Keeping you options open (Renovation of the Heart Chapter 8)

I once heard someone say they didn’t want to marry their current romantic interest because they were afraid that someone better was going to come along. They would realize they had made a mistake, but it would be too late.
We hate to make one choice and stick to it. We want to keep our options open. So, we try not to commit to any one thing because we want to have as many choices as possible for as long as possible. We train our young people to be like this, as Dan Ariely said: “We keep our children in every activity we can imagine – just in case one sparks their interest in gymnastics, piano, French, organic gardening, or tae kon do.”
The problem of keeping our options open is one that ultimately hurts any attempt at walking in the transformation Christ has promised us. So, in the 8th chapter of Willard’s Renovation of the Heart, Willard takes aim at the need to set our Will right.
Will is the place in the inner life where we make choices. And when we get down to it, there are two basic kinds of Will:
1. There is the Will that is “a place of chaotic duplicity and confusion…fragmentation and multiplicity. It wills many things that cannot be reconciled with each other.” This is the person who chases after many competing things because their thoughts and feelings are a mess of conflicting desires.
And though they might wish to organize their life so that it can follow through on one thing, it ultimately is not possible because there is nothing on the inside that can unify their inner life. The result, Willard says is that even though we might want good, we are unable to achieve the good we desire: “The drive toward good, which is naturally implanted in the human will by its Creator, is splintered, corrupted, and eventually turned against itself as a result of practical self-deification…”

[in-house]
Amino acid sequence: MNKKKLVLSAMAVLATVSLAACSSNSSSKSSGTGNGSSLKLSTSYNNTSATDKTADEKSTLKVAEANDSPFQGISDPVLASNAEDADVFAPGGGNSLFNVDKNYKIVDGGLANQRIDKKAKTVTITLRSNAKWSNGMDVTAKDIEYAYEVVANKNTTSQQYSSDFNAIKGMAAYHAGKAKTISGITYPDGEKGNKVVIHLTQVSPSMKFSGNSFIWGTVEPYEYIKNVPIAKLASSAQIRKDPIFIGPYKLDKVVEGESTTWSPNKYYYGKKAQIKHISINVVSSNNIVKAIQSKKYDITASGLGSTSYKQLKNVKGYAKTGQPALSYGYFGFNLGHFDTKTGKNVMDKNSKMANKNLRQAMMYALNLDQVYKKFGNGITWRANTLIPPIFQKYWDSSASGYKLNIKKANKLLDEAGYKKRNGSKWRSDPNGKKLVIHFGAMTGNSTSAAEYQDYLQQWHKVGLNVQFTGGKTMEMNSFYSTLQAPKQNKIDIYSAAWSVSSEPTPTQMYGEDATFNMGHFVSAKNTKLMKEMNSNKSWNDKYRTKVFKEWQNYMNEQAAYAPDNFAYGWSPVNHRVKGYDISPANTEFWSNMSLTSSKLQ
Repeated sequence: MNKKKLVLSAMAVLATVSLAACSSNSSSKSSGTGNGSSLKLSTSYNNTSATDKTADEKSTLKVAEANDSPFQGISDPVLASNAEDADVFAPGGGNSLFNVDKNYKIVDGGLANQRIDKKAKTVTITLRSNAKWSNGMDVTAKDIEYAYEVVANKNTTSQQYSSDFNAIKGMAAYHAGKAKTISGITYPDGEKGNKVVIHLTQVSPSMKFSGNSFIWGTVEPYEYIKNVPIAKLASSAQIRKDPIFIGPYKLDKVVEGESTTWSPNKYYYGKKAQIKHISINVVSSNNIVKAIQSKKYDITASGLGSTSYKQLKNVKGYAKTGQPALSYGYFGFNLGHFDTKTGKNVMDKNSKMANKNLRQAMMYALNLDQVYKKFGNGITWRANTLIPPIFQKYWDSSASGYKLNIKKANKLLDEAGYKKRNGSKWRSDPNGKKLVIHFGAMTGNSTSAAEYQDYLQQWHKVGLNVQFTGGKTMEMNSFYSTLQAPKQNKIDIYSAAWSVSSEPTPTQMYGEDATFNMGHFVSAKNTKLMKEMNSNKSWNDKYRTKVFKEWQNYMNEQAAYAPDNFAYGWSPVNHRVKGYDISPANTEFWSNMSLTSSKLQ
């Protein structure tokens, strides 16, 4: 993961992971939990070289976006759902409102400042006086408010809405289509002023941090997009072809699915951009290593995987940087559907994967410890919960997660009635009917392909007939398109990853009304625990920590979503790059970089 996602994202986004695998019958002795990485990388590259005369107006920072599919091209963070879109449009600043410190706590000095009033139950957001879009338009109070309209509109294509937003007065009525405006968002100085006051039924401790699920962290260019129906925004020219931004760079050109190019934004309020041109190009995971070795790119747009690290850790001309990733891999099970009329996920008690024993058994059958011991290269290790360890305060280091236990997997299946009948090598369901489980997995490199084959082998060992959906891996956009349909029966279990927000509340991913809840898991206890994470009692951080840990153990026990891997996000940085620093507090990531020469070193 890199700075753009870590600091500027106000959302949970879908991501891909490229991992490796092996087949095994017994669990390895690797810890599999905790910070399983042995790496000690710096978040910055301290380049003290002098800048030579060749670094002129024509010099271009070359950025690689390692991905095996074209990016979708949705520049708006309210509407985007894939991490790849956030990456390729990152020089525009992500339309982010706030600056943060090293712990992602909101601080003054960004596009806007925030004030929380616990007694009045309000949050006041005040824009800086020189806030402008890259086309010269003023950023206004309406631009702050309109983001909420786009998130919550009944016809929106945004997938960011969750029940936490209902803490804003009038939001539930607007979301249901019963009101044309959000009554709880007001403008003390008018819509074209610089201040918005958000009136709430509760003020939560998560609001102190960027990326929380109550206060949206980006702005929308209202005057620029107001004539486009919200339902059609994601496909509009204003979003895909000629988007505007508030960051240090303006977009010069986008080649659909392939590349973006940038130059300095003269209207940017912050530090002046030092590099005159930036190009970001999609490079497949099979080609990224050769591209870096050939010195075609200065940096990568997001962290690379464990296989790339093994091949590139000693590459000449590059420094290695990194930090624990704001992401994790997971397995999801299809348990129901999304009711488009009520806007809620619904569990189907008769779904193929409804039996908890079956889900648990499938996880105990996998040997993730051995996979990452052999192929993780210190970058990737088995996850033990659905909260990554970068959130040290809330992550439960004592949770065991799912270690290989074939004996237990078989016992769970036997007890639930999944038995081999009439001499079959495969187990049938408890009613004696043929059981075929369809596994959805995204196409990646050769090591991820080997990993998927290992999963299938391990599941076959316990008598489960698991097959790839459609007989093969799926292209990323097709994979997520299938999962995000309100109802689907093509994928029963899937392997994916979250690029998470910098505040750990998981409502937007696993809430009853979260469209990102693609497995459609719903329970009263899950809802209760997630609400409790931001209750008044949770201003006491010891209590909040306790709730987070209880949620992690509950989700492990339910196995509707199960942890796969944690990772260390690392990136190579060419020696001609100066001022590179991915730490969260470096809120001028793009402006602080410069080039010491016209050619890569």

2. In contrast to the Will that cannot ever be organized, there is a kind of Will that transforms us to be what we are called to be. This is the Will that has “single-minded and joyous devotion to God and His will, to what God wants for us – and to service to Him and to others because of Him.”
This is the Will that is transformed by God. We commit to a single-minded focus because God pulls us in the right direction and keeps resetting our focus on Him. As Kierkegaard said, “Purity of heart is to will one thing.” And the Psalmist said, “Unite my heart to fear Thy name.”
So, a Will that leads us to change is set on Christ and His ways. We do not have to keep doors open, hoping that more options will somehow result in a better life. Perhaps the key to life is not keeping so many options open, but narrowing the options and pursuing the best road. As II Timothy 2:4 says, “No soldier in active service entangles himself in the affairs of everyday life, so that he may please the one who enlisted him as a soldier.”
The Will must fight to free itself of the entanglements that prevent us from living according to God’s will. And we cannot stop at wishing to be free. We must take concrete steps in the direction of God’s will. We must discipline ourselves to become the people who can will one thing.
As Ariely concludes in his book Predictably Irrational, “What we need to do is to consciously start closing some of our doors…We ought to shut them because they draw energy and commitment away from the doors [or door] that should be left open…”

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